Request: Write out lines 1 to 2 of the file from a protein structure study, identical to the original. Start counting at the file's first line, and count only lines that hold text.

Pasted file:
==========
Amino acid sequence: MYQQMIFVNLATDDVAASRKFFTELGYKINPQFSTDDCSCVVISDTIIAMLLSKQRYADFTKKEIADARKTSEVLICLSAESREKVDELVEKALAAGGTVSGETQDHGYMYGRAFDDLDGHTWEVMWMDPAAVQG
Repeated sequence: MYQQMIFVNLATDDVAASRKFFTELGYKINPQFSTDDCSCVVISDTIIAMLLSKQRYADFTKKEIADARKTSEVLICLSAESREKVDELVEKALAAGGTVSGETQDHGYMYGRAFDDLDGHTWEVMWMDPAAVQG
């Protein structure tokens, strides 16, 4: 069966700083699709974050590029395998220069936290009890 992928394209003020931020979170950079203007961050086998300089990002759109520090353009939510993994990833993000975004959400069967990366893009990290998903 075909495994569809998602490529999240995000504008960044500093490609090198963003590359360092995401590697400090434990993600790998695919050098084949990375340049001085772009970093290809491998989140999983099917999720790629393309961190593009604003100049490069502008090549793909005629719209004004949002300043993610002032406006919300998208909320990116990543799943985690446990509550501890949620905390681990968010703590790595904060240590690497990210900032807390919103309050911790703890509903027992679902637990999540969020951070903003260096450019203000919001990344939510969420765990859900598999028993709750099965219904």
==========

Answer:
Amino acid sequence: MYQQMIFVNLATDDVAASRKFFTELGYKINPQFSTDDCSCVVISDTIIAMLLSKQRYADFTKKEIADARKTSEVLICLSAESREKVDELVEKALAAGGTVSGETQDHGYMYGRAFDDLDGHTWEVMWMDPAAVQG
Repeated sequence: MYQQMIFVNLATDDVAASRKFFTELGYKINPQFSTDDCSCVVISDTIIAMLLSKQRYADFTKKEIADARKTSEVLICLSAESREKVDELVEKALAAGGTVSGETQDHGYMYGRAFDDLDGHTWEVMWMDPAAVQG